Match of the Day legend Des Lynam fires a shot at his successor Gary Lineker over his political views and urges the broadcaster to ‘get on with football’
- Gary Lineker responded to the comments on his Twitter account
Legendary Match of the Day legend Des Lynam raised his eyebrows this morning after he fired a shot at the show’s current host, Gary Lineker, on Radio 4.
Mr Lynam, who formerly presented the BBC’s football results program before Mr Lineker, criticized his successor for his political stance and told him to “get on with football”.
Asked by moderator Paddy O’Connell what he thought of the former England striker’s personal views, Mr Lynam said: “I like him as a guy.” I like him as a broadcaster.
“But I think there were some areas he should stay out of, for example the last World Cup which was in Qatar.”
“And he was very, very sensitive to the limitations of society and of Qatar.” And he’s right about that, but he’s not the man to say, ‘Go on with football.’
Broadcasting legend Des Lynam has slammed Gary Lineker for voicing his political views on TV, telling him to “get on with football”.
Gary Lineker, pictured at Wimbledon during the third round, responded on Twitter that Mr Lynam, whom he replaced as Match of The Day presenter in 1999, was “entitled to his opinion”.
Mr Lineker then responded on his Twitter account, writing: “Des is entitled to his opinion… and so am I, of course.”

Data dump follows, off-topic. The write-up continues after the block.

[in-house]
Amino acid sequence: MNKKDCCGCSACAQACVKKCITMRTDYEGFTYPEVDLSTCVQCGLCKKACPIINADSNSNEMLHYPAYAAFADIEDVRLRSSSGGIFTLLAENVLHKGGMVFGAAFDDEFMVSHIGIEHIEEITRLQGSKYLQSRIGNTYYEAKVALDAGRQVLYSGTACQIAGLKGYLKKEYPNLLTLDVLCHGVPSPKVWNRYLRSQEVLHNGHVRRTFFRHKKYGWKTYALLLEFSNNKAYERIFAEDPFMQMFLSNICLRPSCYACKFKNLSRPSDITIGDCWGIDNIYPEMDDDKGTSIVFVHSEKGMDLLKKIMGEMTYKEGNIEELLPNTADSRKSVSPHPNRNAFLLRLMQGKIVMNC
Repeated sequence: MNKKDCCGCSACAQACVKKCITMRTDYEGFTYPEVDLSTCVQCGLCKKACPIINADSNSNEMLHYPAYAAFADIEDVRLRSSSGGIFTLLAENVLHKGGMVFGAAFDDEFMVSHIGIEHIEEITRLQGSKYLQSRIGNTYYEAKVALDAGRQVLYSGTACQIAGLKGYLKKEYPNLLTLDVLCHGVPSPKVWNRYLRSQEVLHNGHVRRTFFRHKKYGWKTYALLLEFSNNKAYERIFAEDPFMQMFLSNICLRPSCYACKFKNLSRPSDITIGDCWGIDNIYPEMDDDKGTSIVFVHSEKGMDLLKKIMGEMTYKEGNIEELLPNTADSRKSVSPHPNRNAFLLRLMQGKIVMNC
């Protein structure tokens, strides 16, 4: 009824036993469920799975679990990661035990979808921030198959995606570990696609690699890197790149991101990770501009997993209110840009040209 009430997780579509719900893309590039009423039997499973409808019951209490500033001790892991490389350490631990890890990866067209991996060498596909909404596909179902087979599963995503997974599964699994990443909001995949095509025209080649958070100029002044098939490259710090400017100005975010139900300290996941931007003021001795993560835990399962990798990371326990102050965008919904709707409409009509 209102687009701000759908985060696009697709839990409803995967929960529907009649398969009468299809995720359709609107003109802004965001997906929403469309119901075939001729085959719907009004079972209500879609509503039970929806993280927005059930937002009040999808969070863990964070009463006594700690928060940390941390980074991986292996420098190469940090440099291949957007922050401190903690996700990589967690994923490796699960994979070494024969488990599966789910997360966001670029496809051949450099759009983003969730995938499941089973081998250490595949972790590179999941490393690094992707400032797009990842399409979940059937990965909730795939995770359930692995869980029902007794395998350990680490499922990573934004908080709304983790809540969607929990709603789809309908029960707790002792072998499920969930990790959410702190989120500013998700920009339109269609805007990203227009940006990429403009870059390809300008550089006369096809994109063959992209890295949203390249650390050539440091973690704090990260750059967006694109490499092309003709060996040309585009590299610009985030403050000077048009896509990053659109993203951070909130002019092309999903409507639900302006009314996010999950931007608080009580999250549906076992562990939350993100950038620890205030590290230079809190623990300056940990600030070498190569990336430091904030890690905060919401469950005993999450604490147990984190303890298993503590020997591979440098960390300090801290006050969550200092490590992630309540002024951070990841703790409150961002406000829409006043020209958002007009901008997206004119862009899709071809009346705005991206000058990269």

The ex-footballer opened the BBC’s coverage of last year’s World Cup in Qatar with a speech criticizing the country’s human rights record and its well-documented treatment of migrant workers.
The broadcaster also said ahead of the tournament that it would not follow FIFA’s message to “stick to football” during BBC coverage of the tournament.
Used to scrutiny for his politics, Mr Lineker missed a broadcast of Match of The Day in March after he was accused of breaking the BBC’s impartiality rules.
He was reinstated the following week after several BBC stars and Mr Lineker’s colleagues threatened a strike if he was not backed by the station.
After returning to the program, he was adamant about his cause, telling Men’s Health Magazine that “honestly, it never occurred to me that it was going to get where it was supposed to.”
He pointed out that he worked for refugee charities for years and was shocked at the backlash he received for comparing Suella Braverman’s crackdown on refugee boats to the politics of Nazi Germany.
He said: “Then the ‘Stay Football’ people got involved and I replied to one of them by just saying there wasn’t a massive influx, that the UK was taking in far fewer refugees than other European countries, that was a cruel policy and the language used in the debate reminded us of the debate in Germany in the 1930s. I think that is factually correct.”
Mr Lineker and Mr Lynam have had a good relationship over the years since the youthful looking Leicester-born broadcaster succeeded his boss in 1999.
Mr Lynam was the face of the BBC’s popular football show before moving to BBC competitor ITV.
The former Tottenham and Barcelona striker has previously praised his predecessor, saying he was one of the transfer’s inspirations.